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Bes for: Airbourne Antics

New: iFly

In Dubai, a mall has to have a gimmick. At Mirdiff City Centre, it’s iFly, an indoor skydiving centre. iFly has a 10m-high wind tunnel with two high-powered fans that keep divers suspended 3m in the air. Warning: the practice will make your face look like a melting waxwork.

Of course, iFly is a kiddie park compared to the real thing. Skydive Dubai is owned by the Dubai’s Crown Prince, who himself is an avid skydiver.

Skydiving newbies are strapped to an able expert, so you can concentrate on the surreal view of the manmade Palm Island and (as yet incomplete) World islands. 

theplaymania.com, from £34; skydivedubai.ae, from £305

Old: Falconing

Skydiving isn’t the UAE’s only airborne tradition. For centuries, Emiratis have been sending highly trained birds of prey to scour the sky for fresh meat.

Falconing is one of the earliest forms of hunting; pre-dating guns, the birds would attack, but not kill, their prey – a distinction that is especially important today, as meat isn’t considered halal if not properly slaughtered.

The birds are highly prized in the local culture, and some fetch upwards of £25,000. Falconing was inaccessible to travellers until last year, when Royal Shaheen Event paired with the Banyan Tree Wadi Hotel to offer the only open falconry courses in the region.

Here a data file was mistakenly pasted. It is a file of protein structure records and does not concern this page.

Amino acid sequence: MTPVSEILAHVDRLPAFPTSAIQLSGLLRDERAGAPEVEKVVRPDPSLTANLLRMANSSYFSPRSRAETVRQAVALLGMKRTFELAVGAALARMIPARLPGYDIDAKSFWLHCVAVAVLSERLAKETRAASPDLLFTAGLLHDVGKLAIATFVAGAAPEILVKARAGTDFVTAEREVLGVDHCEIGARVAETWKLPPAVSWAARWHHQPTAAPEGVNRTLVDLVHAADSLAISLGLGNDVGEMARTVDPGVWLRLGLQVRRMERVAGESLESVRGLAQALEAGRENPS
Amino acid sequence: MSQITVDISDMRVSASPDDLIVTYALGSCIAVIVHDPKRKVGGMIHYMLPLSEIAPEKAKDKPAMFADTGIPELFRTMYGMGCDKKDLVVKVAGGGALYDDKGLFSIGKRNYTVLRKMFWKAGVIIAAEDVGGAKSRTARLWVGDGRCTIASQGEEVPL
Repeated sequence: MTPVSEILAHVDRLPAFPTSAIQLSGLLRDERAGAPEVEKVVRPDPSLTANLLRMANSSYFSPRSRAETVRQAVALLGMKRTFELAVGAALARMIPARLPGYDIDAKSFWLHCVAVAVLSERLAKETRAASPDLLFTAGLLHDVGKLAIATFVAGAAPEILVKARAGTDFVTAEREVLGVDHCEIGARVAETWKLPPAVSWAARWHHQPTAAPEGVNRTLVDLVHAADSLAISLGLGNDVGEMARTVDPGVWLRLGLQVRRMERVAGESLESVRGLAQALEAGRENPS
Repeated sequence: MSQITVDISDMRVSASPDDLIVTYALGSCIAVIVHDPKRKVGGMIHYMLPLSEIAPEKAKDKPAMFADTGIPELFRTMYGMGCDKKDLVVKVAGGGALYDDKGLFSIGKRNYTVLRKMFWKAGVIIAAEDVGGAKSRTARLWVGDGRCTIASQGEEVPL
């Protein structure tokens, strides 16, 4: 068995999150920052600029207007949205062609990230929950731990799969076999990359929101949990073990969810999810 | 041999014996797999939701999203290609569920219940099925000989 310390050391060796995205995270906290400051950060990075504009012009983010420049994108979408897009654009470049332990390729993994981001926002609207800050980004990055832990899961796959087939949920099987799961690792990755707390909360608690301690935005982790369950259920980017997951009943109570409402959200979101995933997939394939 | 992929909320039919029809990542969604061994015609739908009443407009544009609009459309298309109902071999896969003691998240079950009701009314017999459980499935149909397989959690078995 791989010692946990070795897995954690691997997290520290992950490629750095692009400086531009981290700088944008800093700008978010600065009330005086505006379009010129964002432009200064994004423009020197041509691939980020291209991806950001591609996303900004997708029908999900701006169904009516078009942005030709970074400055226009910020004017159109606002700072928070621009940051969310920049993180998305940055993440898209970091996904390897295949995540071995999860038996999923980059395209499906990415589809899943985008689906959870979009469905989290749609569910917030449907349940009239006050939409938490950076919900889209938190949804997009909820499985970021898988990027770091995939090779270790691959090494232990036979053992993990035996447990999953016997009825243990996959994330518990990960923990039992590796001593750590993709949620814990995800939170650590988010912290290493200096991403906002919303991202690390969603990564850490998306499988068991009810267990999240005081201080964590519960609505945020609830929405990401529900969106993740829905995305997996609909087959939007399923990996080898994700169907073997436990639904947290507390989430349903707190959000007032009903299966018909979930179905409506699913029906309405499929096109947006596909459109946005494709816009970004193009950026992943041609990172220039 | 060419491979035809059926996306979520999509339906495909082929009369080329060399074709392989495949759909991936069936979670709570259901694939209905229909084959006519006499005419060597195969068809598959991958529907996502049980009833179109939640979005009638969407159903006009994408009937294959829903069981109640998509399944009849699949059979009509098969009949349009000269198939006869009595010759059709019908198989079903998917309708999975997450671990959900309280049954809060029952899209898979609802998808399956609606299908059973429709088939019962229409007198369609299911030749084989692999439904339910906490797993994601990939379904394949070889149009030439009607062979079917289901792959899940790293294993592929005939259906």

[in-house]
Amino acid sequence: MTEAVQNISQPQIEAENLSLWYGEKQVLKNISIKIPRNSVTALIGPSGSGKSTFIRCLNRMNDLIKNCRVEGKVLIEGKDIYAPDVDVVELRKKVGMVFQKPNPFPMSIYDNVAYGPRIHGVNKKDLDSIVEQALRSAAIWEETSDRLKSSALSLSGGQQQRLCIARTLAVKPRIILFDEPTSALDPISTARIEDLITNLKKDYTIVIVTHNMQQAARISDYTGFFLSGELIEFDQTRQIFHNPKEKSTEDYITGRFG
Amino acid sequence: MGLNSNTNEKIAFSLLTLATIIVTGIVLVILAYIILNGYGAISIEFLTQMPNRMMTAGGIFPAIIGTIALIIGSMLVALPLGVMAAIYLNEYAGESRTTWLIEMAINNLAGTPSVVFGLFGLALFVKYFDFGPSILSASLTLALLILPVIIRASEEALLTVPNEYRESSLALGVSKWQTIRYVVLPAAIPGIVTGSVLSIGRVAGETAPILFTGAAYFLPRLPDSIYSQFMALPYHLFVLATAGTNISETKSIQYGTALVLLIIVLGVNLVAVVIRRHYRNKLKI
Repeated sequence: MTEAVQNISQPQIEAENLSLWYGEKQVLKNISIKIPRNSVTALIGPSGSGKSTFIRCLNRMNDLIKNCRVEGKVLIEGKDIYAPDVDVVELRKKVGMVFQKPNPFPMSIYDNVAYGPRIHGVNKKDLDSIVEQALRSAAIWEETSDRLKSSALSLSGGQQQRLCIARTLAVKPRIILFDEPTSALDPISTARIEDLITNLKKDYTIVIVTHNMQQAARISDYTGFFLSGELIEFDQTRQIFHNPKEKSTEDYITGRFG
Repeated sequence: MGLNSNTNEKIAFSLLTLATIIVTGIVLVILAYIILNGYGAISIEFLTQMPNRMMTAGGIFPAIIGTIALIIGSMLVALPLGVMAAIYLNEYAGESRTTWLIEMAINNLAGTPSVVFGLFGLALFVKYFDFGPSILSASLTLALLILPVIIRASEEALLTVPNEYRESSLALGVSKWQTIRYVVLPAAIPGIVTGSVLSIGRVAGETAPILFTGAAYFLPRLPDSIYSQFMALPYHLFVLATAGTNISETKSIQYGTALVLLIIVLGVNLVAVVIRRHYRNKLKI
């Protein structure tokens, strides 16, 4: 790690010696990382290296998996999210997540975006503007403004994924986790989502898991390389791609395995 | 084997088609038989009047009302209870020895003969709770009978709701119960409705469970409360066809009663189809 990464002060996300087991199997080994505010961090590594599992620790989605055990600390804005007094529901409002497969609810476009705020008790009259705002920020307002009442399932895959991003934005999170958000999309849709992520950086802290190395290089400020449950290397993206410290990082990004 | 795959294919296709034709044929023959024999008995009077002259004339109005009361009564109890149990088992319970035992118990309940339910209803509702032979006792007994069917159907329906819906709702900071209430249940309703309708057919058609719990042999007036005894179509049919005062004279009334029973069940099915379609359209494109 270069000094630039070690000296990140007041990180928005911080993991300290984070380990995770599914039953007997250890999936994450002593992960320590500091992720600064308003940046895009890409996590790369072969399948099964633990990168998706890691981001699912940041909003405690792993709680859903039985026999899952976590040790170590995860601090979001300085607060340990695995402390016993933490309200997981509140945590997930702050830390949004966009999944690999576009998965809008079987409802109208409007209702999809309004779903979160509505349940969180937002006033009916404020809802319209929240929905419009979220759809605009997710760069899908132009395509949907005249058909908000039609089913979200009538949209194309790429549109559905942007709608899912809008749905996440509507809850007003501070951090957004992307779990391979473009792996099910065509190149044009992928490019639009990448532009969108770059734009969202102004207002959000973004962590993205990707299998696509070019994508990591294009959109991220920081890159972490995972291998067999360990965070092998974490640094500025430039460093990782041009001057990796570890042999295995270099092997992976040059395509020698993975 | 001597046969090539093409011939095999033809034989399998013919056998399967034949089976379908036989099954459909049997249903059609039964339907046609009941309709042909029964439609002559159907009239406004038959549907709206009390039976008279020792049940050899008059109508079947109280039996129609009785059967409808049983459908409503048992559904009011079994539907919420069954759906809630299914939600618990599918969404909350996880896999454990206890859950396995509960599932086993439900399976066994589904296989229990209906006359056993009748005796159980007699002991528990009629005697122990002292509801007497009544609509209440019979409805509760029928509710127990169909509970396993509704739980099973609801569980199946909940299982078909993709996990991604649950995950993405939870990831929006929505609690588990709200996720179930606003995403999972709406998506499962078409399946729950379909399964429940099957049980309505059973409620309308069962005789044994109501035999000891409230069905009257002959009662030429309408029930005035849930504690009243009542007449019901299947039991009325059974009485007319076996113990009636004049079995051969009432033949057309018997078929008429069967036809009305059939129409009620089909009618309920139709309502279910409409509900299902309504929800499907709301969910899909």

Handling a hungry falcon (and they’re kept hungry, to keep them tame) is no joke. In 2003, a falcon belonging to Dubai’s ruler, Sheikh Mohamed bin Rashid Al Maktoum, took down a desert gazelle.

The birds are independent and fierce, and on Royal Shaheen’s two-day course, you not only handle one, but act as its sole source of food.

Imagine throwing a large bird in the air, then having it soar back towards you, talons at the ready, to pluck a piece of raw meat from your gloved hand. Terrifying, but thrilling.

banyantree.com; £697 for a two-day course (16hrs training), or stay at the five-star hotel to receive a discount

Best for: Party People

New: Clubbing, Mayfair style

This year has seen a surge in Mayfair brands making their way to Dubai. Polynesian nightclub Mahiki opened at the start of 2012, though it doesn’t draw quite the same calibre of celebrity clientele (no Prince Harry, we’re afraid, but the Made In Chelsea cast visited).

On Tuesdays, women get unlimited free cocktails from 9pm, and can get the party started even earlier at Embassy, where they get four free cocktails from 7pm. The crowd is a little more WAG than red carpet (though don’t tell the TOWIE cast … they’re regulars).

mahiki.ae ; grosvenorhouse-dubai.com

Old: Expat dives

Dubai’s drinking scene was once dominated by dingy Irish pubs – the sort of darkened dens that were a lifeline to homesick expats in the Eighties and Nineties.

Though a dying breed, cheap locals still dot the city, mainly around the once-popular areas of Bur Dubai and Deira.

At Fibber Magee’s, hidden behind the Costa Coffee on Sheikh Zayed Road, Depression-era drinks deals keep the place packed (nowhere else serves up cocktails for as little as £3).

The Tuesday night pub quiz, which involves sculpting plasticine (sometimes rudely) is hands-down the best in the city.
fibbersdubai.com


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